It's the 21st century, yet these days it's feeling an awful lot like the frosty bite of the Cold War is, somehow, back from the dead.
We've got Russian attacks on American institutions (well, cyberattacks, but still) and meddling in our elections, we've got former Russian spies getting killed on what is likely Putin's orders on British soil.
And now, Putin has announced that he plans to send manned and unmanned missions to Mars as early as 2019. He also plans to send missions to the Moon and deeper into space.
If the manned Mars mission is successful, Putin's faction will get there years before competing missions from SpaceX (which anticipates sending humans to the Red Planet in 2024) and NASA (in the 2030s).
NASA also plans to send another unmanned mission to Mars in 2020 specifically to find signs of past microbial life.
Elon Musk, the CEO of SpaceX, recently said that he plans to start testing the BFR, the ship that might take humans to Mars, a bit earlier than anticipated, completing the first test flights by early 2019.
"We are planning unmanned and later manned launches – into deep space, as part of a lunar program and for Mars exploration. The closest mission is very soon, we are planning to launch a mission to Mars in 2019," he said, according to Russian news agency RT.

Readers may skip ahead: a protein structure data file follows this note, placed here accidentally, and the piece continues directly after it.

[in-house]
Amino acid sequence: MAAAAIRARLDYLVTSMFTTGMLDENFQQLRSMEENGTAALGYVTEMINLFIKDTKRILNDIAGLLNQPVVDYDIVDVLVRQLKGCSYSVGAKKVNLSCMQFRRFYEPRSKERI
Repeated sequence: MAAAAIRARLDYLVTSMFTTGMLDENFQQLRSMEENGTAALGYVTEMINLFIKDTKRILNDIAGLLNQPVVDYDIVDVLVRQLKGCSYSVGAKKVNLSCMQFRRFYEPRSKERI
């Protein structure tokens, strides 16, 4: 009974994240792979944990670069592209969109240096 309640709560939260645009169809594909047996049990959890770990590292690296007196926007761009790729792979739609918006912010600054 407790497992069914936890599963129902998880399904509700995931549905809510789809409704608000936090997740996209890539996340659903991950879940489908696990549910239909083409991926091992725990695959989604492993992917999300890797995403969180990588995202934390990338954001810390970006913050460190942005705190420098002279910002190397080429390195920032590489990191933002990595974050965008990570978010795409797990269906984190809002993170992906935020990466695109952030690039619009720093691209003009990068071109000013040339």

"Our specialists will try landing near the poles because there are reasons to expect water there. There is research to be done there, and from that, research of other planets and outer space can be undertaken."
Putin didn't give any additional information about when the launches might happen.
If its recent track record is any indication, however, Russia might not prove to be such a strong competitor in the race to set foot on the Red Planet.
In 2011, the Russian probe Phobos-Grunt was headed for Mars, but instead got trapped in the Earth's orbit and eventually fell into the Pacific. And that's just the most recent in several decades' worth of interstellar failures.
Putin also didn't elaborate on why he wanted to send Russians to Mars.
But what drives anyone to pursue space exploration? To bring glory to their homeland, to further scientific understanding – and, yes, to assert international dominance.
If the nation's space program has worked out its kinks, and can launch successful spacecraft in the timeline Putin says, Russia might have a decent shot at accomplishing all of those things.